DNA polymerase activity as an index of lymphocyte stimulation: studies in Down's syndrome.

Abstract:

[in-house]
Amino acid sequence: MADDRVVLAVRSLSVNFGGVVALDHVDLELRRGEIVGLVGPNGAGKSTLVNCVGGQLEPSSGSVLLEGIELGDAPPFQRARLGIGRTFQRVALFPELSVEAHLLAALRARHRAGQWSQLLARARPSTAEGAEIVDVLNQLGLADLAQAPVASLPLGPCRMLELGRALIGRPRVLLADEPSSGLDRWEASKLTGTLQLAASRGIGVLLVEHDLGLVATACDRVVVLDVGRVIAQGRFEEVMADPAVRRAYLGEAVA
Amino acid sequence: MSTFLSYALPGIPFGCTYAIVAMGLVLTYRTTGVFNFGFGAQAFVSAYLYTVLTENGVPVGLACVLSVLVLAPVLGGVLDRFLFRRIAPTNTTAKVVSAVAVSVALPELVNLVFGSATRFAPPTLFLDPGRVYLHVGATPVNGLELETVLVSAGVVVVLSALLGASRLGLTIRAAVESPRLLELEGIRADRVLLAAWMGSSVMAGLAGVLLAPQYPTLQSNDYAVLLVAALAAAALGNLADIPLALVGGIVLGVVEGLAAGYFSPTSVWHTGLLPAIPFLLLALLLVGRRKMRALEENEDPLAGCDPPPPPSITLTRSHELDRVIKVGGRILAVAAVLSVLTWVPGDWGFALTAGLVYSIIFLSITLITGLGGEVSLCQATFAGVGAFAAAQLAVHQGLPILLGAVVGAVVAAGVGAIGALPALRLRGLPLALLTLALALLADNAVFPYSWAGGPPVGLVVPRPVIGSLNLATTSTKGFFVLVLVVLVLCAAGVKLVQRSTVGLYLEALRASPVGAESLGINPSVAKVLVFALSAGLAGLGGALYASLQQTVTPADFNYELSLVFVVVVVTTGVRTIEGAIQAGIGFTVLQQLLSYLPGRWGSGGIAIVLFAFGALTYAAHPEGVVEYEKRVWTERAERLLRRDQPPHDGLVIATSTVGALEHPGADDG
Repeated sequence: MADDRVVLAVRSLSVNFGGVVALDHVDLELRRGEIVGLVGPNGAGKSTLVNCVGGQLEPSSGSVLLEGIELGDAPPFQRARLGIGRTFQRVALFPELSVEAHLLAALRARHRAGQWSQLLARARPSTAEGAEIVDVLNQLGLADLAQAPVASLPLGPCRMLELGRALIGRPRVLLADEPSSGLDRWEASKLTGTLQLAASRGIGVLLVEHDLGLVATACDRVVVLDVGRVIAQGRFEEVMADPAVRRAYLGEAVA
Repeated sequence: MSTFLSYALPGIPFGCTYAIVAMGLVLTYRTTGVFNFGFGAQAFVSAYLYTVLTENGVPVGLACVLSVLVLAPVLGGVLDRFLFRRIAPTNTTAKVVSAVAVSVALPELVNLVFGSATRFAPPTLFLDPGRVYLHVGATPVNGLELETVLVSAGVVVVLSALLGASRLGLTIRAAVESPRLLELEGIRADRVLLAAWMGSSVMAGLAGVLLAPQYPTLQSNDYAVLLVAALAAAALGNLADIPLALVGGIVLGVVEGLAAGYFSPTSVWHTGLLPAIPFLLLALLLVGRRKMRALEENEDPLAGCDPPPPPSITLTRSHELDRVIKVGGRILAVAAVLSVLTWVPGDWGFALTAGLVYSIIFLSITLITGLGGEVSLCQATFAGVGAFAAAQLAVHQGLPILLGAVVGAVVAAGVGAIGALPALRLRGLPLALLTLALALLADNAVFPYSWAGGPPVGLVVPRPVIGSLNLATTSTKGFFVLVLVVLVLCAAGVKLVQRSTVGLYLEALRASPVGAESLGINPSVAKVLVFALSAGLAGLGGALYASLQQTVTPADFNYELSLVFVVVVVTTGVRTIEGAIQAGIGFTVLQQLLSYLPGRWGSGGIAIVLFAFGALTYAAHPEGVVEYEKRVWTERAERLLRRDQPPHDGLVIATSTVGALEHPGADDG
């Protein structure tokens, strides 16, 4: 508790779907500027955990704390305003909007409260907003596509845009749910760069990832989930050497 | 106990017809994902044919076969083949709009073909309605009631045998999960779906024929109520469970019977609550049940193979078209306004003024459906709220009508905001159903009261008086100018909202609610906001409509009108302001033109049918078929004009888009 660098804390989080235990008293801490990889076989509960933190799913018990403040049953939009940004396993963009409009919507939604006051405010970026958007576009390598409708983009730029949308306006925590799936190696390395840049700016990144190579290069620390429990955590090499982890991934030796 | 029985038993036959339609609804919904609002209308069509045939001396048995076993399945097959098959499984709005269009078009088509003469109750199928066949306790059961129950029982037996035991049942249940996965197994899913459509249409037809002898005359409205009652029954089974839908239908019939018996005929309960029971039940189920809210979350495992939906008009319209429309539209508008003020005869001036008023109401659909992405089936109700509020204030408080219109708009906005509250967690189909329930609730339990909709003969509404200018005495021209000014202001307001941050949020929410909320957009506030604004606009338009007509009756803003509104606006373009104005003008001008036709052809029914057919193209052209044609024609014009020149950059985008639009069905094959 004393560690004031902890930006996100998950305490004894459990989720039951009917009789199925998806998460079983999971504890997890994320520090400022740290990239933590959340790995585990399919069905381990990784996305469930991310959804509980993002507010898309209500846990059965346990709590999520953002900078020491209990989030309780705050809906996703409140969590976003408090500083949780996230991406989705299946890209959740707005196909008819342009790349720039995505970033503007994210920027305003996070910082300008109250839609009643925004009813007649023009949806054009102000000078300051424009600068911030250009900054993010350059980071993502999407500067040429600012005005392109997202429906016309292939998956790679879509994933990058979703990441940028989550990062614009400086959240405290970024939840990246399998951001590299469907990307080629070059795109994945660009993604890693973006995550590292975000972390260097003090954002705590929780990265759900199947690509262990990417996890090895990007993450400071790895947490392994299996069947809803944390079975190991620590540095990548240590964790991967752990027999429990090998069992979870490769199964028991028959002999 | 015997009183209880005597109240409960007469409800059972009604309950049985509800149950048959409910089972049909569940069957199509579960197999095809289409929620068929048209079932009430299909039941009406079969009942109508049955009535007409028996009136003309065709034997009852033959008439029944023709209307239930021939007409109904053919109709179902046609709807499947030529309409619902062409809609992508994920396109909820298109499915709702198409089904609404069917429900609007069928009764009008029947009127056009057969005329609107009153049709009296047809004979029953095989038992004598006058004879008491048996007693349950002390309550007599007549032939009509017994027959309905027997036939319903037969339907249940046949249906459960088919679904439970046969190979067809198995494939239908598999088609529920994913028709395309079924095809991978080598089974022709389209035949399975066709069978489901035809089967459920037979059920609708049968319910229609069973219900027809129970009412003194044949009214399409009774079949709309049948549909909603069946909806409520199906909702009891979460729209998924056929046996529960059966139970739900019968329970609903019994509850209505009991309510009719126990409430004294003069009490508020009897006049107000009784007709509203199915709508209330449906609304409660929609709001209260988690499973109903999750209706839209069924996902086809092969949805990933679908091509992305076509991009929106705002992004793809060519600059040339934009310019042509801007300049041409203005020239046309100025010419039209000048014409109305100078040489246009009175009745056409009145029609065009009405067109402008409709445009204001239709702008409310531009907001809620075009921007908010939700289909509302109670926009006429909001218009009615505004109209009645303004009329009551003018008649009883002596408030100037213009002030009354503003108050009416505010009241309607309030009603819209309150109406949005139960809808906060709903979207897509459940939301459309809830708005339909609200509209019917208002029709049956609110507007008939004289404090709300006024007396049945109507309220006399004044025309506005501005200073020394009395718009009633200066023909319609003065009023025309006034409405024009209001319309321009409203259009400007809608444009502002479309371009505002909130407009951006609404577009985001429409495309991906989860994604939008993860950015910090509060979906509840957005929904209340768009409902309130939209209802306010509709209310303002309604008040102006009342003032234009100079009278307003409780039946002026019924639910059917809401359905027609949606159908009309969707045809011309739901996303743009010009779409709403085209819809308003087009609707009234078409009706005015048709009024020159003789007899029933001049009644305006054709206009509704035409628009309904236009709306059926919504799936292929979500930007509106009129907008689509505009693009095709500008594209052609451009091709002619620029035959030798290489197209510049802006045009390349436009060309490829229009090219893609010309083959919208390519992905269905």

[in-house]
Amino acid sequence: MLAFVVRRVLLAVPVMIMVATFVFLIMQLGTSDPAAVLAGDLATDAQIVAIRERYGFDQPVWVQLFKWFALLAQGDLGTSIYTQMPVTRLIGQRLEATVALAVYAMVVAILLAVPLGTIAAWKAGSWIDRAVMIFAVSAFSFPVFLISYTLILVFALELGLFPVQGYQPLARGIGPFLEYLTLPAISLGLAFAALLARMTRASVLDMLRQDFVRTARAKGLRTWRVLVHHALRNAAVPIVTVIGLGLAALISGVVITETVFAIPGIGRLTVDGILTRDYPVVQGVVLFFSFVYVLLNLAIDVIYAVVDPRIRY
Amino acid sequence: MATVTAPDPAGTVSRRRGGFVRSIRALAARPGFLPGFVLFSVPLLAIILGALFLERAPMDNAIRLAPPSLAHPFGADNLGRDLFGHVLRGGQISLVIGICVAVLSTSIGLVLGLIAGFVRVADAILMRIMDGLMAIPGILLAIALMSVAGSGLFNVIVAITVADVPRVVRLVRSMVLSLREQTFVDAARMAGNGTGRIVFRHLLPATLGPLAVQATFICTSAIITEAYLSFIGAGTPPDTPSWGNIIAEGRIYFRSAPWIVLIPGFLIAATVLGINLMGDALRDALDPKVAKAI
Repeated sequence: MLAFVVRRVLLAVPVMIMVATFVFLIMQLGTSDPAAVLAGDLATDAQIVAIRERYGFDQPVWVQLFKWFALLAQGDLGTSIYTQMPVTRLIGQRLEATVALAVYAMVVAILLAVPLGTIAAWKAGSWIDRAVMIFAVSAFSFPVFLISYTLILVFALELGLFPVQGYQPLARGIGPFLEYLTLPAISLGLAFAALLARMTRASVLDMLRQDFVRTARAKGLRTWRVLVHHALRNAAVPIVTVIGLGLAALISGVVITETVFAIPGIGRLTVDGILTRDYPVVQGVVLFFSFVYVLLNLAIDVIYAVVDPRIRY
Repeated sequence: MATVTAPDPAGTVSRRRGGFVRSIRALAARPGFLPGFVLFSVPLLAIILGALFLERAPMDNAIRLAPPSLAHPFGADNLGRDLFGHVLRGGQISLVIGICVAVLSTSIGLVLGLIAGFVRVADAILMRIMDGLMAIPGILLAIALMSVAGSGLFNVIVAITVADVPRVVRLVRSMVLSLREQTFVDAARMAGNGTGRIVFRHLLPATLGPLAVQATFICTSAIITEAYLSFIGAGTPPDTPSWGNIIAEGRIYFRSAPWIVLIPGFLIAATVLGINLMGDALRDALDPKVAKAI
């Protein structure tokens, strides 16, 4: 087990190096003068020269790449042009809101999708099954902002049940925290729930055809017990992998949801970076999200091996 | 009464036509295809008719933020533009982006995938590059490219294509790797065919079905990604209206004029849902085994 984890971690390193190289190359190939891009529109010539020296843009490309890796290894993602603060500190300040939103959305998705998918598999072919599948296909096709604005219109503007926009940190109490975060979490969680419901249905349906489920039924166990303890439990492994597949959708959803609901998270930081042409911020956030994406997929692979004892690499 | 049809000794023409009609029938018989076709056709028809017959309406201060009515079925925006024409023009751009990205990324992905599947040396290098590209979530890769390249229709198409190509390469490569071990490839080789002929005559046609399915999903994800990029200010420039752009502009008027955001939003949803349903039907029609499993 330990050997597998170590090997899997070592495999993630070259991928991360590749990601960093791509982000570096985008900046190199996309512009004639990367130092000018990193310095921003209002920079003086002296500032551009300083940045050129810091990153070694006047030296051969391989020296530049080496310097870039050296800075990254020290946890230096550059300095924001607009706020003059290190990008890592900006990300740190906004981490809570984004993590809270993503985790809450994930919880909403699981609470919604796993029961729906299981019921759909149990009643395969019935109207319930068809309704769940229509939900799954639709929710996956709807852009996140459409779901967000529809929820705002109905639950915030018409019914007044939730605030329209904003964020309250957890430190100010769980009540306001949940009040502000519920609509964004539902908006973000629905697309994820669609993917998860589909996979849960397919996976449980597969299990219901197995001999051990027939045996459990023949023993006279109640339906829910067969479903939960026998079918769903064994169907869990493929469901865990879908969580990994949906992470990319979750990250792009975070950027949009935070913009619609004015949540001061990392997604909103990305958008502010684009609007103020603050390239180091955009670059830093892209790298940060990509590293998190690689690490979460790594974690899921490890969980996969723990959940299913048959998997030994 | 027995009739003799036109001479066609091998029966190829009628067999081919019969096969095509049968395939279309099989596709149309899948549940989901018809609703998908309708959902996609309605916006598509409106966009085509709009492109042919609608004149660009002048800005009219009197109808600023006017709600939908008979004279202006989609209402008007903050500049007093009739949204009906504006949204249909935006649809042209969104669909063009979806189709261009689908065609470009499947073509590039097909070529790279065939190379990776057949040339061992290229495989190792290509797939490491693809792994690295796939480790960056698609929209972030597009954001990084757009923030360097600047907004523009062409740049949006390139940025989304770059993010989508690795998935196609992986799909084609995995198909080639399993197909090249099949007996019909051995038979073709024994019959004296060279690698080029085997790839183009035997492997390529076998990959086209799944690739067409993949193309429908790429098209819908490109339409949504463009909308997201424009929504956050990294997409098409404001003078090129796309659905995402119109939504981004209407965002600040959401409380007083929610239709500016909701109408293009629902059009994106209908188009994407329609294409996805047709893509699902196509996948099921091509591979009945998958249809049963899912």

The ability of peripheral blood lymphocytes to respond to phytohemagglutinin (PHA) in vitro was studied in patients with Down's syndrome. The response was measured by the increase in DNA polymerase activity and the rate of incorporation of tritiated thymidine by the cultured lymphocytes. These activities were significantly lower in PHA-stimulated lymphocytes from patients with Down's syndrome compared with age- and sex-matched, mentally retarded patients without Down's syndrome from the same institution and the normal healthy volunteers. The impairment in response to PHA does not seem to be related to the presence of Australia antigen in patients with Down's syndrome or to institutionalization itself. In contrast to DNA polymerase activity and thymidine-(3)H uptake, there was no significant difference in the percentage of blast transformation in the three groups studied. The poor response of the lymphocytes from patients with Down's syndrome to a mitogenic stimulus could reflect an impairment of cellular immune functions in these patients which may be one of the factors contributing to the vulnerability of these patients to repeated or persistent infections.

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